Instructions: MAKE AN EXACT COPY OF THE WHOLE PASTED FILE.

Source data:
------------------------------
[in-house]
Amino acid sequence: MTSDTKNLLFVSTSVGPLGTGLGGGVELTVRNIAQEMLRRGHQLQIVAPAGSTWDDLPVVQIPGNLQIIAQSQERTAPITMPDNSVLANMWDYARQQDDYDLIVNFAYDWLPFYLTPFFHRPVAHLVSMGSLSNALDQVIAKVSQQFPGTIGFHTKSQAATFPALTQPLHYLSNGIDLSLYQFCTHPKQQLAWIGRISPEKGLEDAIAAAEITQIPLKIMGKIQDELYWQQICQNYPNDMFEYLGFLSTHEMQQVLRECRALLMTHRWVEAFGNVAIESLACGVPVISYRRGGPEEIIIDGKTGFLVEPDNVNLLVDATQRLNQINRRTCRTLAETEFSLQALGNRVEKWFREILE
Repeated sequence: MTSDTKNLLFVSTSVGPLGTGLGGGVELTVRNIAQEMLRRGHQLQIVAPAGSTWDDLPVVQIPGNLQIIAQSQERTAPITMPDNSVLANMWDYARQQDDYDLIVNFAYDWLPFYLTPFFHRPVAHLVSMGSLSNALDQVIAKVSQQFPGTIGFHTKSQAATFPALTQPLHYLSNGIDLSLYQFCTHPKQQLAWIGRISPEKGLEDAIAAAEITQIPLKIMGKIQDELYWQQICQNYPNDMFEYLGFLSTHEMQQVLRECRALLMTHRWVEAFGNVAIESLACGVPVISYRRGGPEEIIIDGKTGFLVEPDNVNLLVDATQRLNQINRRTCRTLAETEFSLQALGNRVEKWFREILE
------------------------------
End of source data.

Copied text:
[in-house]
Amino acid sequence: MTSDTKNLLFVSTSVGPLGTGLGGGVELTVRNIAQEMLRRGHQLQIVAPAGSTWDDLPVVQIPGNLQIIAQSQERTAPITMPDNSVLANMWDYARQQDDYDLIVNFAYDWLPFYLTPFFHRPVAHLVSMGSLSNALDQVIAKVSQQFPGTIGFHTKSQAATFPALTQPLHYLSNGIDLSLYQFCTHPKQQLAWIGRISPEKGLEDAIAAAEITQIPLKIMGKIQDELYWQQICQNYPNDMFEYLGFLSTHEMQQVLRECRALLMTHRWVEAFGNVAIESLACGVPVISYRRGGPEEIIIDGKTGFLVEPDNVNLLVDATQRLNQINRRTCRTLAETEFSLQALGNRVEKWFREILE
Repeated sequence: MTSDTKNLLFVSTSVGPLGTGLGGGVELTVRNIAQEMLRRGHQLQIVAPAGSTWDDLPVVQIPGNLQIIAQSQERTAPITMPDNSVLANMWDYARQQDDYDLIVNFAYDWLPFYLTPFFHRPVAHLVSMGSLSNALDQVIAKVSQQFPGTIGFHTKSQAATFPALTQPLHYLSNGIDLSLYQFCTHPKQQLAWIGRISPEKGLEDAIAAAEITQIPLKIMGKIQDELYWQQICQNYPNDMFEYLGFLSTHEMQQVLRECRALLMTHRWVEAFGNVAIESLACGVPVISYRRGGPEEIIIDGKTGFLVEPDNVNLLVDATQRLNQINRRTCRTLAETEFSLQALGNRVEKWFREILE